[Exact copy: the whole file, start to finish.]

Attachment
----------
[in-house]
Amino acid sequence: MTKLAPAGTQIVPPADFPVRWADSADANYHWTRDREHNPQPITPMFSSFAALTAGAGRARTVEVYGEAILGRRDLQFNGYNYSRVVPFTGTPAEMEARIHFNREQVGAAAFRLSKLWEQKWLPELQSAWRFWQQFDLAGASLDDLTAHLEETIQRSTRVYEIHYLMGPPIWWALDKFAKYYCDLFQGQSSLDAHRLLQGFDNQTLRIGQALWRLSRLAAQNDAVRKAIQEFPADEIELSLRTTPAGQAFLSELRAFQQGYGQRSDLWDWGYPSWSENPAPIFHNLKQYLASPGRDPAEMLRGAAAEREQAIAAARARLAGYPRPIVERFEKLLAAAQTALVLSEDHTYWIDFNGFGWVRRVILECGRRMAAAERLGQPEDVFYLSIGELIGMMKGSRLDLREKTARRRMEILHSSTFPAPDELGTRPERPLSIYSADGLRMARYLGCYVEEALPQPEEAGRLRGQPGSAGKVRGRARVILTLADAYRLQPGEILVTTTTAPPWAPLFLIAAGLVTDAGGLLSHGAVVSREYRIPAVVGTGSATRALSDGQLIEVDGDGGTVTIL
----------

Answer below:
[in-house]
Amino acid sequence: MTKLAPAGTQIVPPADFPVRWADSADANYHWTRDREHNPQPITPMFSSFAALTAGAGRARTVEVYGEAILGRRDLQFNGYNYSRVVPFTGTPAEMEARIHFNREQVGAAAFRLSKLWEQKWLPELQSAWRFWQQFDLAGASLDDLTAHLEETIQRSTRVYEIHYLMGPPIWWALDKFAKYYCDLFQGQSSLDAHRLLQGFDNQTLRIGQALWRLSRLAAQNDAVRKAIQEFPADEIELSLRTTPAGQAFLSELRAFQQGYGQRSDLWDWGYPSWSENPAPIFHNLKQYLASPGRDPAEMLRGAAAEREQAIAAARARLAGYPRPIVERFEKLLAAAQTALVLSEDHTYWIDFNGFGWVRRVILECGRRMAAAERLGQPEDVFYLSIGELIGMMKGSRLDLREKTARRRMEILHSSTFPAPDELGTRPERPLSIYSADGLRMARYLGCYVEEALPQPEEAGRLRGQPGSAGKVRGRARVILTLADAYRLQPGEILVTTTTAPPWAPLFLIAAGLVTDAGGLLSHGAVVSREYRIPAVVGTGSATRALSDGQLIEVDGDGGTVTIL